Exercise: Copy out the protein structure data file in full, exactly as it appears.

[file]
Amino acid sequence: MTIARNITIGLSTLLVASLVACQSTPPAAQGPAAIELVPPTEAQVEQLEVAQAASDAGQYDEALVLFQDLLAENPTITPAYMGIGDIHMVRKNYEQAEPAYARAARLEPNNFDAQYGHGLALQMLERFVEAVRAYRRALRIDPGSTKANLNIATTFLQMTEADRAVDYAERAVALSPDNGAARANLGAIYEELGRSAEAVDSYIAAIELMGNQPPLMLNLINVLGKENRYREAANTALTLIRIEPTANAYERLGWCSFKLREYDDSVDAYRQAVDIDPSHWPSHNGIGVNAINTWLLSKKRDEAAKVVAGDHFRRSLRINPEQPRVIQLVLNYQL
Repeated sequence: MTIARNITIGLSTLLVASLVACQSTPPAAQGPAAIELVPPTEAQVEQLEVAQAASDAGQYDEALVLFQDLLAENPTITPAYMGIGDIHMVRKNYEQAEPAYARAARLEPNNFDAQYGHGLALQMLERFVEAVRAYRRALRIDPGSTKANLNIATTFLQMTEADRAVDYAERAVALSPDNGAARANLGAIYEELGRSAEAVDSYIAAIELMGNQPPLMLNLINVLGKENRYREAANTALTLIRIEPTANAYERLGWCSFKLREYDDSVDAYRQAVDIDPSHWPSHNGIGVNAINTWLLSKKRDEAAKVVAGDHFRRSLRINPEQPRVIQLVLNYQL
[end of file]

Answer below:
Amino acid sequence: MTIARNITIGLSTLLVASLVACQSTPPAAQGPAAIELVPPTEAQVEQLEVAQAASDAGQYDEALVLFQDLLAENPTITPAYMGIGDIHMVRKNYEQAEPAYARAARLEPNNFDAQYGHGLALQMLERFVEAVRAYRRALRIDPGSTKANLNIATTFLQMTEADRAVDYAERAVALSPDNGAARANLGAIYEELGRSAEAVDSYIAAIELMGNQPPLMLNLINVLGKENRYREAANTALTLIRIEPTANAYERLGWCSFKLREYDDSVDAYRQAVDIDPSHWPSHNGIGVNAINTWLLSKKRDEAAKVVAGDHFRRSLRINPEQPRVIQLVLNYQL
Repeated sequence: MTIARNITIGLSTLLVASLVACQSTPPAAQGPAAIELVPPTEAQVEQLEVAQAASDAGQYDEALVLFQDLLAENPTITPAYMGIGDIHMVRKNYEQAEPAYARAARLEPNNFDAQYGHGLALQMLERFVEAVRAYRRALRIDPGSTKANLNIATTFLQMTEADRAVDYAERAVALSPDNGAARANLGAIYEELGRSAEAVDSYIAAIELMGNQPPLMLNLINVLGKENRYREAANTALTLIRIEPTANAYERLGWCSFKLREYDDSVDAYRQAVDIDPSHWPSHNGIGVNAINTWLLSKKRDEAAKVVAGDHFRRSLRINPEQPRVIQLVLNYQL